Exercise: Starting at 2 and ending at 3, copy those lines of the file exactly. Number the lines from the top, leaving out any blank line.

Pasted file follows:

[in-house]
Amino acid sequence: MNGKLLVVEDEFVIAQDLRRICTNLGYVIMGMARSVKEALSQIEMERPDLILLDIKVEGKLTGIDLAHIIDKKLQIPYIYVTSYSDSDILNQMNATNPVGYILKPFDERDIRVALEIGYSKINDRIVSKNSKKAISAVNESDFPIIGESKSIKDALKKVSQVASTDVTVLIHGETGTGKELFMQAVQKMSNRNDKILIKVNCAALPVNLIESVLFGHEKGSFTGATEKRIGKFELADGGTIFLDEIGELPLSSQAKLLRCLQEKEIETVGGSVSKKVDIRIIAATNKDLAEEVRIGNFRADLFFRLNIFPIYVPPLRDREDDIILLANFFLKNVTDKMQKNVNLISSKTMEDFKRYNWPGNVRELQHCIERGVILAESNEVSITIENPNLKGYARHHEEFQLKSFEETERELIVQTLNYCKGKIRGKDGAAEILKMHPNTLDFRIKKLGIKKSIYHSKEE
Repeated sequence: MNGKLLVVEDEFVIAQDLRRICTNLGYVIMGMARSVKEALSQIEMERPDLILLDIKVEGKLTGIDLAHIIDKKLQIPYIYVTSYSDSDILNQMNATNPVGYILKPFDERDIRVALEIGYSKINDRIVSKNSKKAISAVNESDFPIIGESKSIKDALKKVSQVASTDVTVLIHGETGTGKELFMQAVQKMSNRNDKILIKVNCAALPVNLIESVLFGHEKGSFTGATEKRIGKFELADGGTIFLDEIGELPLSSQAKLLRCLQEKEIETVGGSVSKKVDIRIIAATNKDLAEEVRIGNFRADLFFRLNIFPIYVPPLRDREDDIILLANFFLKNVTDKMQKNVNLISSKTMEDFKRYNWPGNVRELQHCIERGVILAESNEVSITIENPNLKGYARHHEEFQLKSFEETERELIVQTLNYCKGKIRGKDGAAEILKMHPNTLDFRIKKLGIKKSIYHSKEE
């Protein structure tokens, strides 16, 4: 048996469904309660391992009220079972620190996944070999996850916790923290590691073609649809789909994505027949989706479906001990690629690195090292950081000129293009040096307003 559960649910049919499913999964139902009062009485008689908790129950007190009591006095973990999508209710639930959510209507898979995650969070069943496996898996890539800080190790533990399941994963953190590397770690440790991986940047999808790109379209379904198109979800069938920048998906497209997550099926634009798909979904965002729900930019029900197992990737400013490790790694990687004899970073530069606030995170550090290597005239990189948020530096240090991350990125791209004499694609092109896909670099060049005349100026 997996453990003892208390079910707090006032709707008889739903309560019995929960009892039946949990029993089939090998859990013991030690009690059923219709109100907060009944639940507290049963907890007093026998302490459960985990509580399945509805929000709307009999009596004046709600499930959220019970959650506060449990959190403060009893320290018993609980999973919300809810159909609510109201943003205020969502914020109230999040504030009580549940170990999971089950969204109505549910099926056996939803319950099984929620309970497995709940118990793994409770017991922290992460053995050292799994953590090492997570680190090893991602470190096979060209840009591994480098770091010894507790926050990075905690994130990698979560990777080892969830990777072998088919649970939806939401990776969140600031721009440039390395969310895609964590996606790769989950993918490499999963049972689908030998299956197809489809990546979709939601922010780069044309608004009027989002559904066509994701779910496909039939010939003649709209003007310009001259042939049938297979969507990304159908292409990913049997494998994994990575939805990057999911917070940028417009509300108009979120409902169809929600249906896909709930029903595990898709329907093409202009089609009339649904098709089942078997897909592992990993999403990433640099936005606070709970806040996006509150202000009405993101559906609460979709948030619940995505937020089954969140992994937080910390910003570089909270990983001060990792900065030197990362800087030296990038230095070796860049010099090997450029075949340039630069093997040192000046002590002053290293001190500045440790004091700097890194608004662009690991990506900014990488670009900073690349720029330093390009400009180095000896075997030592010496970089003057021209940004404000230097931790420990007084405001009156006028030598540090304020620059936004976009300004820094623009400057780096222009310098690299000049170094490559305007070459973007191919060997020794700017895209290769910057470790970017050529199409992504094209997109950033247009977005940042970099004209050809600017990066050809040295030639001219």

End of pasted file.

Amino acid sequence: MNGKLLVVEDEFVIAQDLRRICTNLGYVIMGMARSVKEALSQIEMERPDLILLDIKVEGKLTGIDLAHIIDKKLQIPYIYVTSYSDSDILNQMNATNPVGYILKPFDERDIRVALEIGYSKINDRIVSKNSKKAISAVNESDFPIIGESKSIKDALKKVSQVASTDVTVLIHGETGTGKELFMQAVQKMSNRNDKILIKVNCAALPVNLIESVLFGHEKGSFTGATEKRIGKFELADGGTIFLDEIGELPLSSQAKLLRCLQEKEIETVGGSVSKKVDIRIIAATNKDLAEEVRIGNFRADLFFRLNIFPIYVPPLRDREDDIILLANFFLKNVTDKMQKNVNLISSKTMEDFKRYNWPGNVRELQHCIERGVILAESNEVSITIENPNLKGYARHHEEFQLKSFEETERELIVQTLNYCKGKIRGKDGAAEILKMHPNTLDFRIKKLGIKKSIYHSKEE
Repeated sequence: MNGKLLVVEDEFVIAQDLRRICTNLGYVIMGMARSVKEALSQIEMERPDLILLDIKVEGKLTGIDLAHIIDKKLQIPYIYVTSYSDSDILNQMNATNPVGYILKPFDERDIRVALEIGYSKINDRIVSKNSKKAISAVNESDFPIIGESKSIKDALKKVSQVASTDVTVLIHGETGTGKELFMQAVQKMSNRNDKILIKVNCAALPVNLIESVLFGHEKGSFTGATEKRIGKFELADGGTIFLDEIGELPLSSQAKLLRCLQEKEIETVGGSVSKKVDIRIIAATNKDLAEEVRIGNFRADLFFRLNIFPIYVPPLRDREDDIILLANFFLKNVTDKMQKNVNLISSKTMEDFKRYNWPGNVRELQHCIERGVILAESNEVSITIENPNLKGYARHHEEFQLKSFEETERELIVQTLNYCKGKIRGKDGAAEILKMHPNTLDFRIKKLGIKKSIYHSKEE